Have a great weekend

J x 

 

On meeting your heroes

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I’m not sure who it was that one said you should never meet your heroes. No doubt it’s because they often don’t live up to our far-too-high expectations and are therefore not worthy of the pedestal on which we’ve placed them. Or they’re just bloody rude. This is a case however where any expectations I had were far, far exceeded.

I first met Erika Knight in 2014 (I think) at the Unwind yarn festival here in Brighton and have to admit to being a little star struck. At the time I’d been trying in vain to get the Jeanette Sloan yarn range off the ground and was feeling more than a little jaded about my work and my place in the ‘knitting community’. So meeting someone whose work I’ve admired since being a design student was no small deal but I couldn’t have imagined where it would lead just a few years later. We chatted over the course of the show and did that ‘oh we should meet for coffee’ kind of thing, you know the one that normally never transpires. Thankfully though it did and we’ve met up on more than one occasion over coffee, gin and cake (not at the same time mind).

As someone who is incredibly modest she won’t thank me for talking about her in great detail so I won’t embarrass her by doing so. Instead I’ll simply say that she is a genuinely warm, funny, beautiful  and classy lady whose personality is reflected in her designs which are timeless whilst at the same time feeling current. (Right Erika, no more gushing I promise).

When I was asked by Erika to do a couple of designs using yarns from her own range you literally could have picked me up off the floor. In fact I was still pinching myself when I rushed home – again starry eyed – to tell Sam. Life however got in the way of our best laid plans and last year when I was diagnosed with the ‘brain squatters’ it meant that I couldn’t meet the original deadline set for the designs.

Fast forward around 14 months and thanks to a bit of re-jigging and a lot of patience from this incredible lady and her fantastic daughter Bella – her right hand woman – the designs have finally been published. (I’m planning to write a longer post to talk about the designs in more detail).

Erika you are definitely a design hero to me. I hadn’t really thought of exploring my yarn / design heroes before but I think it would make for some interesting blog posts as creatively we take influences and inspiration  from countless diverse sources.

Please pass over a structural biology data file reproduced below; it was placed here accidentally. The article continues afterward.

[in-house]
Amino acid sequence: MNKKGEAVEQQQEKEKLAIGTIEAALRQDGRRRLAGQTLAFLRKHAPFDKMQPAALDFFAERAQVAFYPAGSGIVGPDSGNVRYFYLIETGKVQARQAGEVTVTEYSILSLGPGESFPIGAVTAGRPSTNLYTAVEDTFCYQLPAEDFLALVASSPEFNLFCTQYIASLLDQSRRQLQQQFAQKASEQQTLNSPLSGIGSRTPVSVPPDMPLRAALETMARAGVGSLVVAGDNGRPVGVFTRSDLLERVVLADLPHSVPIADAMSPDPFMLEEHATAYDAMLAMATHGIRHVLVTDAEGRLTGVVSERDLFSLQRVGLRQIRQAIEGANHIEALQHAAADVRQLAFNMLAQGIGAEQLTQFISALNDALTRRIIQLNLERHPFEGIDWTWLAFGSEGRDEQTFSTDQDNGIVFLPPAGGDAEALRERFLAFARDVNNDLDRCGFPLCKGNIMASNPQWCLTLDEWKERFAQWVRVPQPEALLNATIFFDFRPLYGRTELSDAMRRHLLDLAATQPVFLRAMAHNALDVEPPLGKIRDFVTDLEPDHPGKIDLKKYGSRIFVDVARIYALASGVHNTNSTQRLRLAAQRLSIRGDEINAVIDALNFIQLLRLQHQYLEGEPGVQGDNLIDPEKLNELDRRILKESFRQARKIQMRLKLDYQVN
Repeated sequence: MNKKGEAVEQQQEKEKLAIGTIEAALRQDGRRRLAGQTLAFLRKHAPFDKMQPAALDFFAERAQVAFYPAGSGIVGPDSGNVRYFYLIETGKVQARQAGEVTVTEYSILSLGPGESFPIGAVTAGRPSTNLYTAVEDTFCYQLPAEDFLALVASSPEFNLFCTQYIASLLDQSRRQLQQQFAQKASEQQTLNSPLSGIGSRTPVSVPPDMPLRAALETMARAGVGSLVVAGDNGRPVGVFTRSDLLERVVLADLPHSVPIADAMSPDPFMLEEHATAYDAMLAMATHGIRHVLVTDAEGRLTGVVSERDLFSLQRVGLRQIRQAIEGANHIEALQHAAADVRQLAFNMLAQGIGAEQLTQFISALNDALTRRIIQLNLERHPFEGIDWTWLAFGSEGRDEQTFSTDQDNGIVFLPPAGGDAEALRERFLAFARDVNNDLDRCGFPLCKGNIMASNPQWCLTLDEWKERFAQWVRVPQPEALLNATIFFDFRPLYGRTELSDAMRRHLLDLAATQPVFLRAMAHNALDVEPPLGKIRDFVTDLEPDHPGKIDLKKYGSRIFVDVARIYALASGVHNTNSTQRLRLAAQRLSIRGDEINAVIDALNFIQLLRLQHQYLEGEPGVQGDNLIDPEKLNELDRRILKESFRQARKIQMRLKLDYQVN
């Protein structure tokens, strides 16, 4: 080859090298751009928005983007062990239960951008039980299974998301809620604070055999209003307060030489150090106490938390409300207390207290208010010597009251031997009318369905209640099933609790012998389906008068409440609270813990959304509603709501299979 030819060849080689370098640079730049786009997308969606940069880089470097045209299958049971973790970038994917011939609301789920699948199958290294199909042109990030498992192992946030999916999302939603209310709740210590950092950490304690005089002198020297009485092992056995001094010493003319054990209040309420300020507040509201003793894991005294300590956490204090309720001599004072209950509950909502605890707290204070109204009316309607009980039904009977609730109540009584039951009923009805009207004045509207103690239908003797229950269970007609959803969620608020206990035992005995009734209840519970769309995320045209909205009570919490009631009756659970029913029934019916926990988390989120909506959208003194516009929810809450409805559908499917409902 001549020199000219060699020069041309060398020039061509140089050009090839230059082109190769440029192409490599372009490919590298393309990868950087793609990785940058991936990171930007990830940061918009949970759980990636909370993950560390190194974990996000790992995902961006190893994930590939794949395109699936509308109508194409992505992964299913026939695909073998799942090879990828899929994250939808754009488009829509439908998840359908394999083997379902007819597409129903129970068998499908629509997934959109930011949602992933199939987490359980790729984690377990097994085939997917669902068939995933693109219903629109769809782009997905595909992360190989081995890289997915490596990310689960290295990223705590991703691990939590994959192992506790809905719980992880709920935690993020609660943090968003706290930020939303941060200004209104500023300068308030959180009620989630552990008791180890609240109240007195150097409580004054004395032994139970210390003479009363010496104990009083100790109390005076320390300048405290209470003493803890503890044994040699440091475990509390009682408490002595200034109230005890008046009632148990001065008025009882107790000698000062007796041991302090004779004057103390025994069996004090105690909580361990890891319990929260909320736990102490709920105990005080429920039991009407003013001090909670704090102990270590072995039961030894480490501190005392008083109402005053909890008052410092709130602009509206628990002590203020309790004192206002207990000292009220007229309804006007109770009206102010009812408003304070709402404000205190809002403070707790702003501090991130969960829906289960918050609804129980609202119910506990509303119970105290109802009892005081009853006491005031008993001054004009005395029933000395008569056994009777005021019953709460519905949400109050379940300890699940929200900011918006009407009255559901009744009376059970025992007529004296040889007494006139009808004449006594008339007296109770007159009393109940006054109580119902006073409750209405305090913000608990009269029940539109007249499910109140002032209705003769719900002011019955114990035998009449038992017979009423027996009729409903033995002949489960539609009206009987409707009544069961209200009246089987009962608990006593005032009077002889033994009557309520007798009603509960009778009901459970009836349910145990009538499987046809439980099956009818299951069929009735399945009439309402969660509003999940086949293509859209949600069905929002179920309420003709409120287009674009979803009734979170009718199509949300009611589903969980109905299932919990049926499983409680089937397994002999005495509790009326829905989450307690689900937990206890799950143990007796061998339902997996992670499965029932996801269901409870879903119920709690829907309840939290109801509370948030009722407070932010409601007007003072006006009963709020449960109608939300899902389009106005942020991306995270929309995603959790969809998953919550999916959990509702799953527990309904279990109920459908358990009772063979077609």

Ms Knight, I owe you so much. Thank you…xxx

 

 

Black people DO knit

I can’t be the only one who finds themselves scanning social media when they really should be doing something else….and it’s usually something that has a deadline attached to it.

Despite having a  very VERY heavy head on Friday I’ve actually been surprisingly organised and productive over the last week having delivered 2 magazine submissions (keeping my fingers crossed for them) and 2 more designs for a lovely project that’s a bit hush-hush at the mo.  I’ll let you know more when I can.

During one of my many Instagram visits last week I noticed that I’d been tagged in a post by Lorna Hamilton Brown (@lhamiltonbrown). She’s a black artist based just down the road from me in St Leonards on Sea and she’s currently studying for an MA in Textiles specialising in Knit at the Royal College of Art. Lorna’s knitting and illustrative work is diverse to say the least; from protesting Helen Titchener’s innocence when on trial for attempted murder in Radio 4’s The Archers to knitting life-size artworks that encourage us to reflect on the way that our youth  are portrayed in the light of the 2011 London Riots.  She’s produced a film called  ‘Knitting ain’t Wack’ that’s a rap video based on a traditional knitting rhyme that was recently selected for The Craft Council’s ‘Real to Reel Film Festival, has been referred to by  Deadly Knitshade  as the ‘Banksy of knitting’ and on top of that was awarded an MBE for services to her local community.

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Lorna with the knitting legends Kaffe Fassett & Brandon Mably

Now I don’t normally refer to people in terms of their skin colour but the fact that both Lorna and I are black is key to how we came to be in touch. For her MA dissertation Lorna is examining the myth that ‘black people don’t knit’ and one of her RCA tutors, the lovely Freddie Robins with whom I used to work suggested she get in touch with me.